There’s often a conversation about where the future female headliners are or even female acts on festival line-ups. Well a big welcome to Beabadoobee.
After being nominated for many a rising star award, the Dirty Hit signee, supported The 1975 at Arena Birmingham on Tuesday evening. In the live environment, backed by a three-piece band, her sound was expanded to perfectly suit the monstrous size of the venue in contrast to her more acoustic sounding recordings. Clearly overwhelmed at the scale of the whole event, it’s the strength of the songs that is the most striking aspect of Bea’s live show. Sounding urgent and contemporary whilst also hailing straight from the 90’s, it’s already obvious the broad appeal that she’ll have as an artist.
The 1975 are touring in support of their soon to be released fourth album ‘Notes On A Conditional Form’, the tour should have acted in promotion following the release. However due to delays in the recording process, it acted almost as a precursor to its release.
Having only played the arena almost a year ago, it was slightly disappointing to be greeted with the same stage set as the previous show. That being said however, the visuals were considerably different, with only some of the key moments throughout the show such as the walking travellator on ‘Sincerity Is Scary’ remaining.
This was in part due to the large number of songs from the upcoming album being performed, including the abrasive opener ‘People’, ‘Me and You Together Song’, ‘Frail State Of Mind’, ‘The Birthday Party’ as well as currently unreleased ‘Guys’ and ‘If You’re Too Shy (Let Me Know)’. In terms of reception, it was most certainly the latter that garnered the biggest applause and reaction, following live versions of the song doing the rounds of social media once being played on the tour.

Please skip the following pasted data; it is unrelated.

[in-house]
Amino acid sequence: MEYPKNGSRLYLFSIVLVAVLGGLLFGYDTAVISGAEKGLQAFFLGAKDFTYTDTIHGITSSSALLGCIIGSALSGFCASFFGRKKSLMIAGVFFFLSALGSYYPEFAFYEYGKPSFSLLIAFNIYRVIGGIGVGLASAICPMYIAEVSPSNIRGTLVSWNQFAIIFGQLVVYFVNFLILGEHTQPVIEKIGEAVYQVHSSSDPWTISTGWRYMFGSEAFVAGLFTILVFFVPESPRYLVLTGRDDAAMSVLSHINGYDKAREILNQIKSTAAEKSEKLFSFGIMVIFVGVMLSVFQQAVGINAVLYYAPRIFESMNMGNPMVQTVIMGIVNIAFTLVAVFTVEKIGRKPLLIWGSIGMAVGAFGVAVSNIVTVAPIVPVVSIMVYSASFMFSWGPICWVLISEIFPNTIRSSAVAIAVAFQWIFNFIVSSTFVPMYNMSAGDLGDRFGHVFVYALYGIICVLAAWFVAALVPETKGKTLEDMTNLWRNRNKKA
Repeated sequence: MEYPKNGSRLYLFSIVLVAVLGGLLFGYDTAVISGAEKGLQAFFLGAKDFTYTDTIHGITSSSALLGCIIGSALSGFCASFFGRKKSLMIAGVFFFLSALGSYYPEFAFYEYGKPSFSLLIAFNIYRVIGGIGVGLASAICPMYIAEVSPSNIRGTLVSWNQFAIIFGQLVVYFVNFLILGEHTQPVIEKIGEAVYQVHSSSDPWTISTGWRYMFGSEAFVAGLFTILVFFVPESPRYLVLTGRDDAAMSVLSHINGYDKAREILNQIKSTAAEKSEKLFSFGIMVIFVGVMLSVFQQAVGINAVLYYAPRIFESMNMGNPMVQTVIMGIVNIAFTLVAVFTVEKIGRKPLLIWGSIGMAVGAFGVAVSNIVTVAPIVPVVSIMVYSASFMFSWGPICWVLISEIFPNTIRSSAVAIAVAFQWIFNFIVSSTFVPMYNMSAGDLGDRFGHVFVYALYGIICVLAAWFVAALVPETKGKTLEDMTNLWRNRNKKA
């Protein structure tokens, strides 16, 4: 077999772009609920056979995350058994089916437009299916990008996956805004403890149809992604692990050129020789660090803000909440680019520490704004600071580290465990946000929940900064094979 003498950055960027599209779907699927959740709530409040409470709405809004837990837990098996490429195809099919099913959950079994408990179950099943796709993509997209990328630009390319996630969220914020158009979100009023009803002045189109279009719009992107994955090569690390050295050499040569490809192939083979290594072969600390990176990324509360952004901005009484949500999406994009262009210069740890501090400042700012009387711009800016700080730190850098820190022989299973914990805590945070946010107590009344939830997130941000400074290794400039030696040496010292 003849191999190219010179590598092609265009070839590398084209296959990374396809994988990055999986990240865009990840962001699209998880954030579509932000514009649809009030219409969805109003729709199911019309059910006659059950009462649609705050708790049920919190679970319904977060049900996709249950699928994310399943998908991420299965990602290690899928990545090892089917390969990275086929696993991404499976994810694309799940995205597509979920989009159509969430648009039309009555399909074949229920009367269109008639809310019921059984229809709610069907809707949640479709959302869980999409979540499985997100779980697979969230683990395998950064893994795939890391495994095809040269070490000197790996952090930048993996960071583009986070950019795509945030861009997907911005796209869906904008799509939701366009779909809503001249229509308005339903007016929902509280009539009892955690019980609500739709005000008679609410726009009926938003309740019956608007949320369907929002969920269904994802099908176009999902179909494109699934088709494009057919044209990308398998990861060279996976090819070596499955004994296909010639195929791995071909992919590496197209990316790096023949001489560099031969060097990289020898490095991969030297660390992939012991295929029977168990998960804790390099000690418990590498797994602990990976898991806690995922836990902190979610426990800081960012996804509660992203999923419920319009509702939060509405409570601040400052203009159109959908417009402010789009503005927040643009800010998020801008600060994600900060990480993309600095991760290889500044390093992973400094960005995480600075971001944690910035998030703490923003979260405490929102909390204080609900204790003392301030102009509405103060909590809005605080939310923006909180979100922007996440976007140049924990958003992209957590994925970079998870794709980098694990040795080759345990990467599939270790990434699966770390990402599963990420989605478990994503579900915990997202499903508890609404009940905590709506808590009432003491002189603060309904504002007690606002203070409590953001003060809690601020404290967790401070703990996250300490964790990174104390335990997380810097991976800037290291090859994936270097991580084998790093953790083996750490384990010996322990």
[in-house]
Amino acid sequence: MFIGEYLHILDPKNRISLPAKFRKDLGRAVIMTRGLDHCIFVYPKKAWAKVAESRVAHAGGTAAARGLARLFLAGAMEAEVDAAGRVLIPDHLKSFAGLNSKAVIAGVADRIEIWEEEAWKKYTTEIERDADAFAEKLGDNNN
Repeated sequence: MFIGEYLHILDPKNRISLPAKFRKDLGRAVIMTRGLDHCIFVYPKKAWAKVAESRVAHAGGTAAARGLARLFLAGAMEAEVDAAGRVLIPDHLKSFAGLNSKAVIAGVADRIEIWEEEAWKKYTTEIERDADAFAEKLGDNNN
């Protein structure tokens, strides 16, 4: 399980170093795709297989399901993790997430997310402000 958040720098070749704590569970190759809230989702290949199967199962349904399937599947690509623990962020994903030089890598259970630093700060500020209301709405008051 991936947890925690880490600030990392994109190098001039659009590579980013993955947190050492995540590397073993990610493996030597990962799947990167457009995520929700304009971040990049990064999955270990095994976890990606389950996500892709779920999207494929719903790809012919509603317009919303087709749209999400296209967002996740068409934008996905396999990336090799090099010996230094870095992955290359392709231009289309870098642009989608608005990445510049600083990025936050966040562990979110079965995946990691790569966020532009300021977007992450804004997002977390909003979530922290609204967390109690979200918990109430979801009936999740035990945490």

It’s worth nothing as well how tired and lacklustre the whole band look, following a few years of touring as well as the recording of both the latest records. That’s not to say that it impacted on the performance by any means, the songs are still fantastic and performed with a great lust for excitement, however it’s more between songs you notice the glint perhaps starting to fade and conversation not perhaps as forthcoming or engaging as once was.
But aside from that this was the bloody 1975. One of the biggest and most barrier pushing groups of our generation. There’s speeches from Greta Thunberg, saxophone and backing dancers. And it’s all done with a sense of independent thought, class and style. And when the band are blasting out hits such as ‘The Sound’, ‘Sex’ and ‘It’s Not Living’ there’s really no one that can touch them at the moment.
Reviewer: Dan Earl